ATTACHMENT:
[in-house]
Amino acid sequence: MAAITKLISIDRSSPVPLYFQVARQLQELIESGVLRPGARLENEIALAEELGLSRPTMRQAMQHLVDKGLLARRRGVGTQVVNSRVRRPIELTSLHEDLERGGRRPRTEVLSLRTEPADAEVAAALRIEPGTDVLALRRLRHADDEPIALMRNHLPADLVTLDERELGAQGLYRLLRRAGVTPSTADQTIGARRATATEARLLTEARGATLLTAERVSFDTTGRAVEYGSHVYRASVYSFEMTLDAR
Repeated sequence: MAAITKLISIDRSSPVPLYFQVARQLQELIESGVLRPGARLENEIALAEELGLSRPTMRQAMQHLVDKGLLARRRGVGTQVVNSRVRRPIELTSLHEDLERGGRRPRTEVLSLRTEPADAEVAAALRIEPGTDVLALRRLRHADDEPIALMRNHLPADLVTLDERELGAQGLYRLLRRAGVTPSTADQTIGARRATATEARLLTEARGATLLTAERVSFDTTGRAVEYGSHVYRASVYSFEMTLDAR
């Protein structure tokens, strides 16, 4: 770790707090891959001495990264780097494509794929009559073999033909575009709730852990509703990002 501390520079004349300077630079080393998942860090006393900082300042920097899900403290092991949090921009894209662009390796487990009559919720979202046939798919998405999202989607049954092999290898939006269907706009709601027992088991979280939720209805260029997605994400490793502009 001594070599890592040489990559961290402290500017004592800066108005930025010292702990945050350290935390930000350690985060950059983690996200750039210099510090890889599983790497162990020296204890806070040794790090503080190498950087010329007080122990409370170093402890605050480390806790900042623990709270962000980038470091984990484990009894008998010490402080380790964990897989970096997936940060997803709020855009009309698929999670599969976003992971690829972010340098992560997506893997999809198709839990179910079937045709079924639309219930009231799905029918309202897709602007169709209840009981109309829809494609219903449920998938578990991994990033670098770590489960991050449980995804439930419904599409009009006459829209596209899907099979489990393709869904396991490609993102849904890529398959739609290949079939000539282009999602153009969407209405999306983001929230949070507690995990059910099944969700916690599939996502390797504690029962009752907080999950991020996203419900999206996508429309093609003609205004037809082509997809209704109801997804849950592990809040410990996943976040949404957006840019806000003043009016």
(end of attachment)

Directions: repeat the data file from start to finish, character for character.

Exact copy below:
[in-house]
Amino acid sequence: MAAITKLISIDRSSPVPLYFQVARQLQELIESGVLRPGARLENEIALAEELGLSRPTMRQAMQHLVDKGLLARRRGVGTQVVNSRVRRPIELTSLHEDLERGGRRPRTEVLSLRTEPADAEVAAALRIEPGTDVLALRRLRHADDEPIALMRNHLPADLVTLDERELGAQGLYRLLRRAGVTPSTADQTIGARRATATEARLLTEARGATLLTAERVSFDTTGRAVEYGSHVYRASVYSFEMTLDAR
Repeated sequence: MAAITKLISIDRSSPVPLYFQVARQLQELIESGVLRPGARLENEIALAEELGLSRPTMRQAMQHLVDKGLLARRRGVGTQVVNSRVRRPIELTSLHEDLERGGRRPRTEVLSLRTEPADAEVAAALRIEPGTDVLALRRLRHADDEPIALMRNHLPADLVTLDERELGAQGLYRLLRRAGVTPSTADQTIGARRATATEARLLTEARGATLLTAERVSFDTTGRAVEYGSHVYRASVYSFEMTLDAR
């Protein structure tokens, strides 16, 4: 770790707090891959001495990264780097494509794929009559073999033909575009709730852990509703990002 501390520079004349300077630079080393998942860090006393900082300042920097899900403290092991949090921009894209662009390796487990009559919720979202046939798919998405999202989607049954092999290898939006269907706009709601027992088991979280939720209805260029997605994400490793502009 001594070599890592040489990559961290402290500017004592800066108005930025010292702990945050350290935390930000350690985060950059983690996200750039210099510090890889599983790497162990020296204890806070040794790090503080190498950087010329007080122990409370170093402890605050480390806790900042623990709270962000980038470091984990484990009894008998010490402080380790964990897989970096997936940060997803709020855009009309698929999670599969976003992971690829972010340098992560997506893997999809198709839990179910079937045709079924639309219930009231799905029918309202897709602007169709209840009981109309829809494609219903449920998938578990991994990033670098770590489960991050449980995804439930419904599409009009006459829209596209899907099979489990393709869904396991490609993102849904890529398959739609290949079939000539282009999602153009969407209405999306983001929230949070507690995990059910099944969700916690599939996502390797504690029962009752907080999950991020996203419900999206996508429309093609003609205004037809082509997809209704109801997804849950592990809040410990996943976040949404957006840019806000003043009016």